With the Australian dollar now trading below US91c, is Glenn Stevens finally going to get what he’s long wished for?
For some years now the Reserve Bank and its governor have made it very clear that they think the Australian dollar has been significantly overvalued. They have tried, without much success, to talk it down at every available opportunity to ease the pressure on the non-resource sectors of the economy and facilitate the necessary rebalancing of activity as the resource investment boom subsides.
Only a little over two months ago the dollar was trading around US95c. Yet in the space of about a week it has cracked, tumbling from US94c to just below US91c.
While the decline probably has more to do with US dollar strength than Australian dollar weakness -- the US dollar has strengthened against all the major currencies -- the continuing dive in iron ore prices is a reminder of the traditional correlation between commodity prices and the dollar. (Last night, the spot price fell below $US82 a tonne.)
The major factor affecting currencies, however, is undoubtedly driven by the continuing recovery in the US economy and its implications for US interest rates -- and therefore for the appeal of holding US dollar assets relative to those elsewhere.
Until recently, near-zero official interest rates in the US, Europe and Japan and the still historically high levels of some key commodities made the Australian dollar and the relatively high yields available an attractive play.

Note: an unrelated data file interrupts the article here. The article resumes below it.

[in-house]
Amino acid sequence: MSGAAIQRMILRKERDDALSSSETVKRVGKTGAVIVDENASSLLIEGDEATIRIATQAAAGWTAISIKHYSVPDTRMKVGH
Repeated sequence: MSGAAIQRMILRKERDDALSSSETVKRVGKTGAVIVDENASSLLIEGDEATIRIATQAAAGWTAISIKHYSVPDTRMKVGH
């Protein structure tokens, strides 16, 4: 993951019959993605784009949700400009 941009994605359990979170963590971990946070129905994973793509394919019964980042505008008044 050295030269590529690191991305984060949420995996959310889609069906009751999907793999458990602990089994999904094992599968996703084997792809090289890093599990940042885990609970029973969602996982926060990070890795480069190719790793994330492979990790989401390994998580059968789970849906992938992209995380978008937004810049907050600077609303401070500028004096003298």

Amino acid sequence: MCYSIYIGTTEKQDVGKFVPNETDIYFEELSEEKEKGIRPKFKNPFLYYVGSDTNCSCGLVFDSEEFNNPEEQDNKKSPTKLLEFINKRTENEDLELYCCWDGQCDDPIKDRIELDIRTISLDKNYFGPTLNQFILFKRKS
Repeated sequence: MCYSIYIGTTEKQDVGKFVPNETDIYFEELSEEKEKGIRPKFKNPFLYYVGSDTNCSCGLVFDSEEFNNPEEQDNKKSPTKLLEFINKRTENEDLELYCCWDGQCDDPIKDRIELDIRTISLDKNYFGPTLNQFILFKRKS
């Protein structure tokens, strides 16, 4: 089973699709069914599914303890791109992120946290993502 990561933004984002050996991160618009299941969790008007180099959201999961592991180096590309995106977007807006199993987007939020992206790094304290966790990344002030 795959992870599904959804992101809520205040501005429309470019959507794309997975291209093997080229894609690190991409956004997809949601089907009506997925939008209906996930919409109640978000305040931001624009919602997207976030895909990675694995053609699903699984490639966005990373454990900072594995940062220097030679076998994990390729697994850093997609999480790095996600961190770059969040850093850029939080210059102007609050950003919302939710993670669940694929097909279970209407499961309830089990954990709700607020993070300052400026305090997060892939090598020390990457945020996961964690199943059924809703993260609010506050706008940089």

At the margin, lower commodity prices and a sluggish economy ought to lessen the attraction. No one has taken yesterday’s odd unemployment numbers seriously.
The big issue driving capital flows at present, however, is the outlook for US interest rates and the current reality, which has seen short term market rates rise.
Next month the US Federal Reserve board will finally end its program of bond and mortgage buying, bringing to an end a policy of quantitative easing that has expanded the Fed’s balance sheet by about $US3.5 trillion since the Fed embarked on its experiment with unconventional monetary policies in 2008.
As that moment has loomed closer, speculation about when the US will finally start to raise rates has intensified. A research paper produced by the San Francisco Fed this week, which suggested investors were under-estimating the Fed’s willingness to raise rates, produced a spike in bond yields.
Most of the speculation about the timing of a shift in US official rates has focused on the middle of next year. The markets may now be moving in anticipation of that shift, or even factoring in a slightly earlier move.
In any event, gaining US dollar exposures ahead of the change is an obvious strategy, particularly given the weak and weakening states of the eurozone and Japanese economies and the faltering condition of China’s economy, as well as concerns about its financial sector.
Given that none of the trends underlying the shift in currency relativities is likely to reverse any time soon, it would appear likely that the US dollar will continue to strengthen. Europe has just embarked on some unconventional monetary policies of its own as its key economies have turned down, Japan’s economy shrunk in the June quarter and China is grappling with slowing growth and structural issues.
In the absence of an unexpectedly sharp lift in Australia’s economic growth rate and a consequent rise in Australian interest rates, the Australian dollar might well fall further towards the mid-US80c level the RBA believes would reflect more rational pricing. Glenn Stevens would have gotten what he wished for.